Good mental health is fundamental to maintaining good physical health. And you want your employees to experience total worker health, correct?
The fact that the mind and the body cannot be separated results in an inseparable relationship between physical and mental health. Despite the fact that the connections are striking, integration of the two fields in worksite wellness programming still has not occurred in any meaningful way. Worksite wellness practitioners need to better understand the connections between physical and mental health so they can intervene more effectively with employees to improve the outcomes in both areas.
It is important to address the integration of physical and mental health for the following reasons:
• The individual employee’s mental health status or the presence of a mental illness such as depression or anxiety can affect an individual’s ability to undertake health promoting behaviors that address their physical health status. It is therefore critical that individuals have a better understanding of the integral link between all aspects of their health.
• Chronic diseases such as diabetes, heart disease, or cancer can have a profound impact on an individual’s mental health.
• An individual’s mental health status affects an individual’s ability to participate in their treatment and recovery from a chronic disease.
• Family members and caregivers of people with chronic diseases are also affected psychologically thereby potentially resulting in their neglecting their own health.
Integrating all aspects of health within a worksite wellness program requires partnerships and integration at multiple levels. Integration and partnerships allow the partners to leverage their strengths and resources and to work on common goals. Integration needs to occur at the program level, the policy level, between vendors and potentially between the employer and community based resources.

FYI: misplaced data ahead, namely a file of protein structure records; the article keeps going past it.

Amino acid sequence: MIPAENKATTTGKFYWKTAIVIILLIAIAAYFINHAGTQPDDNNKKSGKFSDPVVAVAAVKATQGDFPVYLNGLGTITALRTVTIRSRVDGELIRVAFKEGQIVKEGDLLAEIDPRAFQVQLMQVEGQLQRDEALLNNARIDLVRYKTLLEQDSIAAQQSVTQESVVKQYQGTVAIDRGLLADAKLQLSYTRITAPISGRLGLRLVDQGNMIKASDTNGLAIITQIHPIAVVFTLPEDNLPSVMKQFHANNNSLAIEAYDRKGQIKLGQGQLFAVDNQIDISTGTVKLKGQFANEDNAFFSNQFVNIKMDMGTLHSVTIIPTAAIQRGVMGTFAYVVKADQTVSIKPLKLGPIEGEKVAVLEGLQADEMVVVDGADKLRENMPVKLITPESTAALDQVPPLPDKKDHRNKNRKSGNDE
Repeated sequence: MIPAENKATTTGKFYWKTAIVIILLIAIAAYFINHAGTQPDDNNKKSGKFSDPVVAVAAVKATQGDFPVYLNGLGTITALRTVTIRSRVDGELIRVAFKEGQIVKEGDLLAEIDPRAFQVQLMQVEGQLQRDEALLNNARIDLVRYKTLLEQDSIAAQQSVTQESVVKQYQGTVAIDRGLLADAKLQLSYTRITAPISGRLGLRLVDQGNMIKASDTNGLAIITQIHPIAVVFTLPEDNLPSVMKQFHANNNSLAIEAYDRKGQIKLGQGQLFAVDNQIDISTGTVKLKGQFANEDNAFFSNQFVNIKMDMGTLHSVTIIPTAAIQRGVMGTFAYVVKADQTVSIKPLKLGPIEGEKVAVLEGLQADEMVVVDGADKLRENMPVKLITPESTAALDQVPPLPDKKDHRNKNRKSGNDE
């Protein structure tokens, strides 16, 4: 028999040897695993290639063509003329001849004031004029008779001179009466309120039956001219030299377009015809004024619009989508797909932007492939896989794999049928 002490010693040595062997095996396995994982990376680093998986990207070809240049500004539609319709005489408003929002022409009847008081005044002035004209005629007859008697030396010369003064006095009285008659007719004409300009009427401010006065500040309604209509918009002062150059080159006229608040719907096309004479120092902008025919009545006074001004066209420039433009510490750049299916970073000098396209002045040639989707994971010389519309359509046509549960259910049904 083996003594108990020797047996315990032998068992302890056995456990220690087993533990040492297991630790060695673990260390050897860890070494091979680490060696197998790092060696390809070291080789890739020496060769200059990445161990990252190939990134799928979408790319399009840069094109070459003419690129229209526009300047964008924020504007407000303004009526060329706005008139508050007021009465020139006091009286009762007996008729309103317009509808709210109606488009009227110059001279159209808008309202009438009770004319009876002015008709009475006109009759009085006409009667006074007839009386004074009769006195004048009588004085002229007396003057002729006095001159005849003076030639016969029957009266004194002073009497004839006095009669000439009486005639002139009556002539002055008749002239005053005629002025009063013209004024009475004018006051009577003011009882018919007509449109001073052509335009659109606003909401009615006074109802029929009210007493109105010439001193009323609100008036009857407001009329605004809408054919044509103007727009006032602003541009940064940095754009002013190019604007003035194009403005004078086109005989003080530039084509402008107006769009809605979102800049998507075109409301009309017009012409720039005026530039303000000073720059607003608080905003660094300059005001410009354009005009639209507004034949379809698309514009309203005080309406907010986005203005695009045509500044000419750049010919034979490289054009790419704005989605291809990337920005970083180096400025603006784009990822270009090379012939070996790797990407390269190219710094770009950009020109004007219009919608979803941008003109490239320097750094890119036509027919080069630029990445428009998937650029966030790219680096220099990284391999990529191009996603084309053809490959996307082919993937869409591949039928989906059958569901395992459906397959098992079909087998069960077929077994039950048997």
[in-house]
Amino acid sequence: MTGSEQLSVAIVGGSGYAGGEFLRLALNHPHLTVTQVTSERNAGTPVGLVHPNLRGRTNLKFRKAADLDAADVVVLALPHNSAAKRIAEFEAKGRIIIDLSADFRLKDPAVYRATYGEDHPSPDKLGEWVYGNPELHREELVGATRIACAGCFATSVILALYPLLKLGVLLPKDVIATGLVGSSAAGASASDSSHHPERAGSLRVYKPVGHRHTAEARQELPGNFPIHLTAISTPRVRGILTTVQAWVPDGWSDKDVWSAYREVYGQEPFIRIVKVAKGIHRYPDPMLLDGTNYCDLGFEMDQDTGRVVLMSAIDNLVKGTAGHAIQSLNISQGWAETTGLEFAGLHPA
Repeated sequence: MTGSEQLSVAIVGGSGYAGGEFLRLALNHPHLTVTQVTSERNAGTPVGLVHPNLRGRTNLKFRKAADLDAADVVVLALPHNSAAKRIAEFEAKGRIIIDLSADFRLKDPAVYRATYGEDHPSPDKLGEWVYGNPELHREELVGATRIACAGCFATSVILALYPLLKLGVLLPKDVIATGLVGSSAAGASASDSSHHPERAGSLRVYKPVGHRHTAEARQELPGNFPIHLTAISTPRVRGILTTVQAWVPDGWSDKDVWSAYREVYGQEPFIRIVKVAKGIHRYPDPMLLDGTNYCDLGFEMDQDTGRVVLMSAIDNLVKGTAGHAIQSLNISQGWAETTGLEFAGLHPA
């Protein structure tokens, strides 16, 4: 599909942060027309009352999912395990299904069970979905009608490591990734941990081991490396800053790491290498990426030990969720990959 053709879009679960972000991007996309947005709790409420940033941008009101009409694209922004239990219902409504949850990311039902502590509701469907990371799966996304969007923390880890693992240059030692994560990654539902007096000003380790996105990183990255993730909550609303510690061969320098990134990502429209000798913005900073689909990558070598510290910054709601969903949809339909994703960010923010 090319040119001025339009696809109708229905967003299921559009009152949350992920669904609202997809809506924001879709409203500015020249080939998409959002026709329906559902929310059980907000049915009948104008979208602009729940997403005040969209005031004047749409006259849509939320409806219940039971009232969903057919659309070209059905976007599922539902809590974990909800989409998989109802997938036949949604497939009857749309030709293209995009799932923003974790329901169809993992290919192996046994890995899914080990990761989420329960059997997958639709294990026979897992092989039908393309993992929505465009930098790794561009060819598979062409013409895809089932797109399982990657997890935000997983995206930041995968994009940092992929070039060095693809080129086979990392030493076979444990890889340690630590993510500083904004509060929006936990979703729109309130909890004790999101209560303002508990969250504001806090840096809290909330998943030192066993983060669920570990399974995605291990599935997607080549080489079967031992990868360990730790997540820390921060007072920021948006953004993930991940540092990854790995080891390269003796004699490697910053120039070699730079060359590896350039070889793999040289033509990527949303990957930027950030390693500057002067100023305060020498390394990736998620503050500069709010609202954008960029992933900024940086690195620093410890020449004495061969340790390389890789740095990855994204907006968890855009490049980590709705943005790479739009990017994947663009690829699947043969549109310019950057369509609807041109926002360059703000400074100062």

The elements necessary to support integration include:
• Making the business case through the collection, analysis, and dissemination of data on the interrelationships between all aspects of employee health. The data should also show how integration and partnerships can better advance the employer’s core mission and objectives.
• Developing a champion at every level within the organization. While integration requires leadership and motivation from the top, it is best to have a champion at each level to initiate, implement, and sustain the integration.
• Forming an integration management working team to sustain the integration effort. The integration effort cannot be sustained if it is only the work of just a couple of people.
• Developing integrated interventions that are based on identified needs or gaps where positive outcomes and early wins can be achieved. Early on, look for interventions that are simple, targeted, and within the scope of the missions, resources, infrastructures, processes of the partners’ existing program initiatives.
• Monitor, measure and evaluate integrated initiatives by establishing goals, measures and collecting the appropriate data. Evaluation could include process, output and outcome types of evaluation strategies. They could include assessing improvements in access to and satisfaction with care, services, or programming, determining the effect of policy changes on outcomes or services, and making the case for cost-benefit and/or cost-effectiveness.
Programming is one of the key areas where integration can and should be implemented. The four levels we see for physical health programming can also be applied to other health areas as well. These are: awareness, education, lifestyle change and policy/environmental change.